Dance in the Moment with Arturo Perez in Arlington

Dance in the Moment with Arturo Perez in Arlington

Perez leads his class with one two, cha cha cha.

Perez leads his class with one two, cha cha cha. Photo by Shirley Ruhe.

“One, two. Cha cha cha. Left, cha cha cha. O.K. let’s do it to music.”

“Wastin’ away again in Margaritaville” fills the room as Arturo Perez leads his ballroom class for seniors at Walter Reed Community Center on Monday, March 9. This is part of a eight-week class offered by the Arlington County Department Parks and Recreation 55+ Senior Center program, currently on hiatus due to coronavirus.

Perez says he really does enjoy teaching an array of people giving them the tools to dance with a partner. “In the beginning I oversimplify and as it gets harder, I point out details. It would be overwhelming if I focus on details first.”

Perez explains his approach is to try to set people at ease in the first class. He jokes, “I see you have a right foot and a left foot.” Perez asks what they are interested in learning and he listens. “The act of listening is difficult these days. You don’t have success if you don’t listen.”

This session his first class started with the merengue. “It is a 1-2. I simplify it, not the details of moving the hips. I make it fun.” Barbara Robin, one of his students, says Perez is really good at seeing who has more experience and helping each person individually.

Then the next class repeats what they learned in the first class and progresses to what they would like to learn next. “I keep asking what do you want to learn.” A couple of classes ago the answer was the tango. “I told them that is the most beautiful but the hardest dance.” He said they worked on it, but later they didn’t want to go back to it, and instead returned to the foxtrot.

The music switches over to “brown eyed women and red grenadine...”

“Let me go over the steps and when we finish the class we’ll all wash our hands.”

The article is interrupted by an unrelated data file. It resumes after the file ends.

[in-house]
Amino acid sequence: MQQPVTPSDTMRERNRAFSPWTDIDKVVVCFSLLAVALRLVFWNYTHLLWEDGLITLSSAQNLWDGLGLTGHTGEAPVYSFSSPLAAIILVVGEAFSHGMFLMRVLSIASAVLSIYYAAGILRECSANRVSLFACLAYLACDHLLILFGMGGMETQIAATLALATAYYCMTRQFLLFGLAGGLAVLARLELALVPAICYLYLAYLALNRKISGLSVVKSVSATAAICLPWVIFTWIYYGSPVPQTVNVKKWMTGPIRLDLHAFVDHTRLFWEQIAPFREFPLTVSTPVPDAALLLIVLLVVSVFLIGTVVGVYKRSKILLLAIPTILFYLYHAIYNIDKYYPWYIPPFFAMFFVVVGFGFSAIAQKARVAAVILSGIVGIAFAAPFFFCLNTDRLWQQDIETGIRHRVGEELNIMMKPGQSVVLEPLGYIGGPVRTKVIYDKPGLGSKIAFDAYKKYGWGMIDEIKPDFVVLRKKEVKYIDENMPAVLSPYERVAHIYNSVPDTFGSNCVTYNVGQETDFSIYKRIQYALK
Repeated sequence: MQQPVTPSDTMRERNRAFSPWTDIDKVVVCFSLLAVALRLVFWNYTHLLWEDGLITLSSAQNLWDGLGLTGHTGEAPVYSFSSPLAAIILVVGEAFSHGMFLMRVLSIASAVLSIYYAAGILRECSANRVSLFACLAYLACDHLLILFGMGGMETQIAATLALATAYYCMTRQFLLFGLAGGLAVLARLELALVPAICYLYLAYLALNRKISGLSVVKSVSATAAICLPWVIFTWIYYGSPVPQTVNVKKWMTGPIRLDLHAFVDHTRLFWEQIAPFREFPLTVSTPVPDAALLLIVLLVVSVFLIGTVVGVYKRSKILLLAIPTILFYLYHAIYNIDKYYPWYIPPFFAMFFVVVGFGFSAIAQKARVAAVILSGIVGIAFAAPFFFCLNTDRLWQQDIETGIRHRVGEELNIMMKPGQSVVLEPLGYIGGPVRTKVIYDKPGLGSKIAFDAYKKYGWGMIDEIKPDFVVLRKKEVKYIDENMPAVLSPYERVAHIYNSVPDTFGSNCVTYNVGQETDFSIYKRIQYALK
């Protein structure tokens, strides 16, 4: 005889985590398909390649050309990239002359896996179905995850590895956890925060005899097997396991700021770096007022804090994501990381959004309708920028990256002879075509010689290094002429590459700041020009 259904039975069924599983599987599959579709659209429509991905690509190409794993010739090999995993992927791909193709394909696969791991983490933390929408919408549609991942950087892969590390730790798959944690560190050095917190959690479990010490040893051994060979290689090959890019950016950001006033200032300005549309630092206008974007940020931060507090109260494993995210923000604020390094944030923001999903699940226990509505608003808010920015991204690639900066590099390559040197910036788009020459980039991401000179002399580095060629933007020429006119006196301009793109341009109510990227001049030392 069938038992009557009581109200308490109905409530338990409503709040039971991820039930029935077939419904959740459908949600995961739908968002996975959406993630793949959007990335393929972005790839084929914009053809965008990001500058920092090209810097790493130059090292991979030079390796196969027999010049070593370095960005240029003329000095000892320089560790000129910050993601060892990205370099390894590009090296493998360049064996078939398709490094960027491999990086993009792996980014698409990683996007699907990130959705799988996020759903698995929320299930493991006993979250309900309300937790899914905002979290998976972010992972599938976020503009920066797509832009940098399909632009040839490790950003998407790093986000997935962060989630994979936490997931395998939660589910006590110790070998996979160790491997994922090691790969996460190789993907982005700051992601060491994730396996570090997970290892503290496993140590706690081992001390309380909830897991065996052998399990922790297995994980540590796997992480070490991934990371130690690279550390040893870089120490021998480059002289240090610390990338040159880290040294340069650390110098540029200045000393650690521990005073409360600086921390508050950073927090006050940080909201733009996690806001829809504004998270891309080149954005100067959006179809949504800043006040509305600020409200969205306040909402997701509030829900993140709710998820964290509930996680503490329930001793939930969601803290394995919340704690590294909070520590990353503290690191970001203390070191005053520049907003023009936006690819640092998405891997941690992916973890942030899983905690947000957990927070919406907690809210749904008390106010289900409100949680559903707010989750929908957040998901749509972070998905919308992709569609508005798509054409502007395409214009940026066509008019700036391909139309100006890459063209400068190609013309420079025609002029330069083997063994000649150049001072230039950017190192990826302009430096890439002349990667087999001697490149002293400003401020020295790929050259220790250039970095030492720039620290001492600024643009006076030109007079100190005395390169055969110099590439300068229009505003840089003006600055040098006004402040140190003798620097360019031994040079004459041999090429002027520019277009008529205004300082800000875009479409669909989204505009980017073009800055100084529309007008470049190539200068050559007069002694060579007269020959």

“Remember small steps. Let’s turn. Left turn, right pivot. Remember when you turn, you have to use all of the steps.”

Perez says he has been dancing since he was a baby. Since his mom loved to dance she would hold him and dance around the room. Later as he got bigger since his dad didn’t dance, when they had personal gatherings his mom would dance with him on her feet. Now he has been teaching dance for almost 30 years.

He and his wife came to Virginia several years ago from New York City where “teaching dance is all I did.” He taught principally swing dance, Lindy Hop, Latin. He says he loves swing which encompasses a genre of jazz 125 years old from the 1914 foxtrot to the early ’20s Charleston to the late ’30s jitterbug. He says the most difficult mechanics is the 1927 Lindy Hop. In addition to performing, Perez taught a fall prevention program for aging people for 10 years.

Perez’ current class began Jan. 27 and was scheduled to end March 16 with another class to begin March 30-May 18 Walter Reed and a new class to be added at Langston-Brown March 24-May 5. However, Arlington County announced on March 13 that Parks and Recreation activities including classes have been suspended until at least April 14. For information about rescheduling, contact: Walter Reed at 703-228-0955 or Langston-Brown at 703-228-6300.

Elsa Angrist, a student in the 55+ ballroom dancing class, says she and her husband go on cruises and do ballroom dancing, and she forgets between cruises. “My favorite is the waltz. I understand it.” Angrist says last week there were only three people in that session, which she attributes to the coronavirus scare. “I was the only woman. They wore me out.”

Dru Dowdy says this class sounded like fun and she is hoping when her husband recovers from his upcoming knee surgery that he’ll be able to join her. “Some dances are easier. The foxtrot is easier than the tango.”